There remain many circumstances in which biracial individuals are left with no real response when asked for demographic data. But multiracial people won a victory of sorts after years of effort when in 1997, the Office of Management and Budget (OMB) changed the federal regulation of racial categories to permit multiple responses, resulting in a new format for the 2000 United States Census, which allowed participants to select more than one of the six available categories, which were, in brief: "White," "Black or African American," "Asian," "American Indian or Alaskan Native," "Native Hawaiian or other Pacific Islander," and "Other." Further details are given in the article: Race (U.S. census). The OMB made its directive mandatory for all government forms by 2003.

According to James P. Allen and Eugene Turner from California State University, Northridge, by some calculations in the 2000 Census the actual multiracial population that is part white, by far the largest percentage of the multiracial population, is as follows: the largest part of the white bi-racial population, is white/Native American and Alaskan Native, at 7,015,017, followed by white/black at 737,492, then white/Asian at 727,197, and finally white/Native Hawaiian and Other Pacific Islander at 125,628.[15]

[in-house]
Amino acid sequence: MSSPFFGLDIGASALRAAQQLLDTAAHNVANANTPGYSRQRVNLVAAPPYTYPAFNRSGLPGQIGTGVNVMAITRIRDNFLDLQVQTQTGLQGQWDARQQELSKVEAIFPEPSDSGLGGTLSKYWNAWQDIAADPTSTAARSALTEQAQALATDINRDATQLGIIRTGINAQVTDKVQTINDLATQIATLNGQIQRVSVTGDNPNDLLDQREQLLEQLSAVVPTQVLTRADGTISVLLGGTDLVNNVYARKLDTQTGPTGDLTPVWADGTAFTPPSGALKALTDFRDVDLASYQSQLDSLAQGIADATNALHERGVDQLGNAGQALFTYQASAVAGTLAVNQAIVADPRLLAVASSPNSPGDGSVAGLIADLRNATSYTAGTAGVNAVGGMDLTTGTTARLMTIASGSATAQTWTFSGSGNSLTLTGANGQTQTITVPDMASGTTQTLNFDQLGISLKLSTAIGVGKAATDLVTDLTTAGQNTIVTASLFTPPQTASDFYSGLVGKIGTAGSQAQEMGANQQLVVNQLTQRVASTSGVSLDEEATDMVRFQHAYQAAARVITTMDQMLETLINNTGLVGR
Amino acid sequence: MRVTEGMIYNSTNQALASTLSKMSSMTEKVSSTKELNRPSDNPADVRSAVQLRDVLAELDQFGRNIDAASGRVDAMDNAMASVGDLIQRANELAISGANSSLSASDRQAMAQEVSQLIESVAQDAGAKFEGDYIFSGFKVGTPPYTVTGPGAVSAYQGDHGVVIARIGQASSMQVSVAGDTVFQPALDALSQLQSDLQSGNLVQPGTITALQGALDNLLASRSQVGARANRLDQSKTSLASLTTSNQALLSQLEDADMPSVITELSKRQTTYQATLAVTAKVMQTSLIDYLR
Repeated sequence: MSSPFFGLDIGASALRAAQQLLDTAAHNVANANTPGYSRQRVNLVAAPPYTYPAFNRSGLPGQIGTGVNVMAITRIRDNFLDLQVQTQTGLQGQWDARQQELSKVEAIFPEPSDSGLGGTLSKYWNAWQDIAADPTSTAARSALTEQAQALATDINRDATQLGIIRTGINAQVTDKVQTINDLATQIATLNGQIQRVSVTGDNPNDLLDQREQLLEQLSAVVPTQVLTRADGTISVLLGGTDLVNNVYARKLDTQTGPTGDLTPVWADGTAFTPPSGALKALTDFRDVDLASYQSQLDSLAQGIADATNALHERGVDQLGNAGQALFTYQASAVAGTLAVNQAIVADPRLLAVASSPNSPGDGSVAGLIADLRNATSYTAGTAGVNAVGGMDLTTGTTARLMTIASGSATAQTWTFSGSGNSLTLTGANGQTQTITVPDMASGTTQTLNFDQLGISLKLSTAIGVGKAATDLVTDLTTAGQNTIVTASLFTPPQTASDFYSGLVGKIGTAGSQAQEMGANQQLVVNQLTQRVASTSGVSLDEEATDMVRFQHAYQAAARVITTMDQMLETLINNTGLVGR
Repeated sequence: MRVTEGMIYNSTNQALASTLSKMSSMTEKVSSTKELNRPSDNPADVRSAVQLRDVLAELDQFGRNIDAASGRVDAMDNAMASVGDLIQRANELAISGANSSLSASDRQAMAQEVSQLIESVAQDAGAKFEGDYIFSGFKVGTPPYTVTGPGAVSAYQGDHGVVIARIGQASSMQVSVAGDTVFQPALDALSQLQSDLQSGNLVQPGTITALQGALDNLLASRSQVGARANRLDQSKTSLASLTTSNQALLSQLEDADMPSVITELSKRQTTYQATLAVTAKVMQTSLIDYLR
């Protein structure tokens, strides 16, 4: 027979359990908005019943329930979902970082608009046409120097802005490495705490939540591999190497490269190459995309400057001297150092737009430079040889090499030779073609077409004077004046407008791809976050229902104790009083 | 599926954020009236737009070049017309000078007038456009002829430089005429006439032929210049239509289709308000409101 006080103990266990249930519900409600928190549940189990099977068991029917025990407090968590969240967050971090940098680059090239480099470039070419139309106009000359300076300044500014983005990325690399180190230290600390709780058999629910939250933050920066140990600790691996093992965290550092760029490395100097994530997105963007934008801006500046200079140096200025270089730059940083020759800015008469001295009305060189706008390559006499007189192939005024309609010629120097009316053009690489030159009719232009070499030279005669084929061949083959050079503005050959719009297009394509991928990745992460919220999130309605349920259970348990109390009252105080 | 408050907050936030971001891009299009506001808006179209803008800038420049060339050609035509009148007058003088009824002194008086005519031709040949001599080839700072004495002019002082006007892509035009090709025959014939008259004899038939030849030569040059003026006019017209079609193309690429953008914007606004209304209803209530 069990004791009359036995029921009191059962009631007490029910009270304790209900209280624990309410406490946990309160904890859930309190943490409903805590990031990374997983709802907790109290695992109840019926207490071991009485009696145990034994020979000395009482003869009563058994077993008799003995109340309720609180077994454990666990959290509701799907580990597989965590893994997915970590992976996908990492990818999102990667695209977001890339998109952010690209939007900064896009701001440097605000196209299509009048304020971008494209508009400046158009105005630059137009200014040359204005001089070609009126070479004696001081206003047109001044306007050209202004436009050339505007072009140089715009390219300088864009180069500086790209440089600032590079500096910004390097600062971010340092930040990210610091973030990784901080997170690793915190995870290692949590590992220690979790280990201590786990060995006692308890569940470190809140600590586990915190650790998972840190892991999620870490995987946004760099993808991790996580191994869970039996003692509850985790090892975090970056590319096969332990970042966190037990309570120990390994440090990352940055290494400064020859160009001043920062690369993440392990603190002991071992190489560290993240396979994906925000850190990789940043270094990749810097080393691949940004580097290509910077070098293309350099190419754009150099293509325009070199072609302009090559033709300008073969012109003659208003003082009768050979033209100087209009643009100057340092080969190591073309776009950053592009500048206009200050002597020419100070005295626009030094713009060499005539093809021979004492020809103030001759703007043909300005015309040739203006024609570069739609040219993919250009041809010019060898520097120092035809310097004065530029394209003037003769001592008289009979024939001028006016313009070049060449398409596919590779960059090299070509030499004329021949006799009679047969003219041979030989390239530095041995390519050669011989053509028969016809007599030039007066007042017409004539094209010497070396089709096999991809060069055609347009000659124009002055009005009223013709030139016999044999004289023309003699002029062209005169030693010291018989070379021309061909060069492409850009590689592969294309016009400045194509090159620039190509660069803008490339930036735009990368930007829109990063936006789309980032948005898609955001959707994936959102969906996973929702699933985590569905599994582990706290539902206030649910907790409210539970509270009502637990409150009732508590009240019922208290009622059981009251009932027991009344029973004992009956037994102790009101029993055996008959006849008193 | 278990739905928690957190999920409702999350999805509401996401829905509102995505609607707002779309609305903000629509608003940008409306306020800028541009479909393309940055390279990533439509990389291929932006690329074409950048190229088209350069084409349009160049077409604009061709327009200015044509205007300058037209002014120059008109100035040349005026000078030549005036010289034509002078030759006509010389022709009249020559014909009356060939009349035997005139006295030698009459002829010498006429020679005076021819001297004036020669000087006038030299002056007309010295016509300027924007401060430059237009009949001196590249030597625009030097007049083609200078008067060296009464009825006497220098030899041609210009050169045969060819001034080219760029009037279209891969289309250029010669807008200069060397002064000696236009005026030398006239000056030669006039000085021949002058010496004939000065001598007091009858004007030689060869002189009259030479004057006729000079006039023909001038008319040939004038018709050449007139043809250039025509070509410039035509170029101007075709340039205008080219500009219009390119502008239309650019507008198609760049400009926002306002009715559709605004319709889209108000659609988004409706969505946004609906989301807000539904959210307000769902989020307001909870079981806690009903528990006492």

In 2010, 1.6 million Americans checked both "black" and "white" on their census forms, a figure 134 percent higher than the number a decade earlier.[16]


Given the variety of the familial and general social environments in which multiracial children are raised, along with the diversity of their appearance (vis-a-vis their component races and their family members), it can be difficult to make generalizations about multiracial children's challenges or opportunities.